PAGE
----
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Using FreeBSD's ACLs
Pages: 1, 2, 3, 4, 5, 6

Backing Up ACLs

One of the things you need to be aware of if you plan to use ACLs is that most backup utilities will correctly backup files containing ACLs, and even restore those files, but not their ACLs. A good solution to this is to install /usr/ports/archivers/star from the ports collection. If you've ever used tar, it won't take long to train yourself to add a few extra switches to catch all of those ACLs.

In this example, the superuser has made a backup directory for dru outside of her home directory so she can store backups of her home directory.

# mkdir -p /usr/backups/dru
# chmod dru:dru /usr/backups/dru
# exit

Next, dru backs up her home directory, which contains files with ACLs:

% whoami
dru
% cd
% star -cv -Hexustar -acl -f /usr/backups/dru/home.tgz .

Next, dru will try a test restore in a temporary directory in her home directory:

% mkdir ~/tmp
% cd ~/tmp
% star -xv -Hexustar -acl -f home.tgz

Note: If you try to restore to a filesystem that doesn't have ACLs enabled, star will complain but will still restore the files minus the ACLs.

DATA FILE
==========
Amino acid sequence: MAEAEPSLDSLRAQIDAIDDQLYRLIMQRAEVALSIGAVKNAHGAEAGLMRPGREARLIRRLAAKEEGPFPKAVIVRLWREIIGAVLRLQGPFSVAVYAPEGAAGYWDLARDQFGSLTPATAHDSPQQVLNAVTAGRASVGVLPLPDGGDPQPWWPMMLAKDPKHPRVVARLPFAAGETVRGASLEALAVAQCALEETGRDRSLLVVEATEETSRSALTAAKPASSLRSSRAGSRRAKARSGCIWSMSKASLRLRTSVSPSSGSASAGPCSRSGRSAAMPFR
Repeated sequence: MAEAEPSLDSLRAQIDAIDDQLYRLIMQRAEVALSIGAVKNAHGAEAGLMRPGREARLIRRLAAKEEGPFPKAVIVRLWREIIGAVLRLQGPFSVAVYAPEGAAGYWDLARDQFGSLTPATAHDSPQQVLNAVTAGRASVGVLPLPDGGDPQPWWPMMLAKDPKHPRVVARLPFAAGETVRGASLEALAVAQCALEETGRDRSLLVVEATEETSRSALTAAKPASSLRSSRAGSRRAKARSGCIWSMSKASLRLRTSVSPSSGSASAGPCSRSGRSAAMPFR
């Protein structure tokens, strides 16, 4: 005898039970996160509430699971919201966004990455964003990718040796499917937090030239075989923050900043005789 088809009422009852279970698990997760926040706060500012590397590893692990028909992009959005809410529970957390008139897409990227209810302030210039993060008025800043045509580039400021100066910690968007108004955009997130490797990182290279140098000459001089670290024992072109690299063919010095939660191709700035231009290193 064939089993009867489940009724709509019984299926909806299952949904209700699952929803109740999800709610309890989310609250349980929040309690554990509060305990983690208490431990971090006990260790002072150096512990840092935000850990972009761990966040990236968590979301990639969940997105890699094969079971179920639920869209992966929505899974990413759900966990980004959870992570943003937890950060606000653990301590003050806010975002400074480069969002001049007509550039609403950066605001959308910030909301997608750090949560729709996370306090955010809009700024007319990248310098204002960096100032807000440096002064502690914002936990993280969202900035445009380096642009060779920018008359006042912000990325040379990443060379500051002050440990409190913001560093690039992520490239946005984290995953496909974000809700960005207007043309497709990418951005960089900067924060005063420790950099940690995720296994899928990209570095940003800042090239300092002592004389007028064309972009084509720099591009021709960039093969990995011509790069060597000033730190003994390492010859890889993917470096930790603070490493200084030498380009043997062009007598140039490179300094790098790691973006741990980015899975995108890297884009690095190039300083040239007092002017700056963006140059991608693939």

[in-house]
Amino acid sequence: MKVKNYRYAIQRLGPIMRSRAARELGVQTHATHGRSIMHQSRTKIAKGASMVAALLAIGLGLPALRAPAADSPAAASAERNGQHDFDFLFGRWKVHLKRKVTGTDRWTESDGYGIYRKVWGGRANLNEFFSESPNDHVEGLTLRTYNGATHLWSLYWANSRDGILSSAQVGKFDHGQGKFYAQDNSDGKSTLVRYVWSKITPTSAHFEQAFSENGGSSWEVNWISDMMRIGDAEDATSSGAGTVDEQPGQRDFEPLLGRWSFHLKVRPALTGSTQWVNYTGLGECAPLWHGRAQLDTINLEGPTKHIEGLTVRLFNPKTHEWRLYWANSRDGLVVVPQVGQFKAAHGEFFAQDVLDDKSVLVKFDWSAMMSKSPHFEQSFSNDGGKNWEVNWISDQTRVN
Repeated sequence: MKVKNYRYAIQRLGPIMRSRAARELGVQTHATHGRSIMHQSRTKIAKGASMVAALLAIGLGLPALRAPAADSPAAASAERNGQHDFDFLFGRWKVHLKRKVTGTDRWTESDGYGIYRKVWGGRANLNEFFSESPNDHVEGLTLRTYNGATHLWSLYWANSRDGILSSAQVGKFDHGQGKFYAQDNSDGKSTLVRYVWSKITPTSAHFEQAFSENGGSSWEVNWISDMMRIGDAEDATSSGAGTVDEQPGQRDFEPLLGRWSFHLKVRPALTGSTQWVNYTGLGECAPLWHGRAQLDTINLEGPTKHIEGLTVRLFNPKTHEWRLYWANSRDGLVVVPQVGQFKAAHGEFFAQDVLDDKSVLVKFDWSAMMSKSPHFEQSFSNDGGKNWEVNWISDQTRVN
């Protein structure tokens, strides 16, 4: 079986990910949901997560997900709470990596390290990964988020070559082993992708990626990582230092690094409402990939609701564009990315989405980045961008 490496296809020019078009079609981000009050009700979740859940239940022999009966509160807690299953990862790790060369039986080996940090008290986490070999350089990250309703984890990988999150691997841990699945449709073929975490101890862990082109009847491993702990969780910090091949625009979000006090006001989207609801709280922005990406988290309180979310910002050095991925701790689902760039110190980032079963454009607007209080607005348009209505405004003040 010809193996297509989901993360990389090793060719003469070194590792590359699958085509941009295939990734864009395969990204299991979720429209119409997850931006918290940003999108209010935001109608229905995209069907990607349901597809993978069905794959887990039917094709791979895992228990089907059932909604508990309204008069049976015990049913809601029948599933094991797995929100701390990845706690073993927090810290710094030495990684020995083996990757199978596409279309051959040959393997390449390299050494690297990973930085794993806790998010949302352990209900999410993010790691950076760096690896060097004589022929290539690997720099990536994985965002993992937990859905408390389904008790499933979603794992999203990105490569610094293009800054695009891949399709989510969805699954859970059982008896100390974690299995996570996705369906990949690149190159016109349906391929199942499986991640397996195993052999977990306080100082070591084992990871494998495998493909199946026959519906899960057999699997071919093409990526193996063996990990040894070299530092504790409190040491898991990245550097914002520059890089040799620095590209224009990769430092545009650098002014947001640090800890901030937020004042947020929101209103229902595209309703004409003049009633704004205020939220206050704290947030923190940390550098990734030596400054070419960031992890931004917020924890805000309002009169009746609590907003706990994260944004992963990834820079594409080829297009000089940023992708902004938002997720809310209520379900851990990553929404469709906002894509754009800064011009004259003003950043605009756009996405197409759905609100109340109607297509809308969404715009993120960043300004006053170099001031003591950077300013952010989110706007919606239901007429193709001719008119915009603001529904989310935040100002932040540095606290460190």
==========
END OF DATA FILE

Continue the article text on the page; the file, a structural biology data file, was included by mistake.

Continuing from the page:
Conclusion

Many users either haven't yet heard of the benefits of ACLs or believe them to be difficult to use. Spend a half an hour showing your users how to use eiciel and star, and they'll wonder how they ever lived without ACLs.

Dru Lavigne is a network and systems administrator, IT instructor, author and international speaker. She has over a decade of experience administering and teaching Netware, Microsoft, Cisco, Checkpoint, SCO, Solaris, Linux, and BSD systems. A prolific author, she pens the popular FreeBSD Basics column for O'Reilly and is author of BSD Hacks and The Best of FreeBSD Basics.


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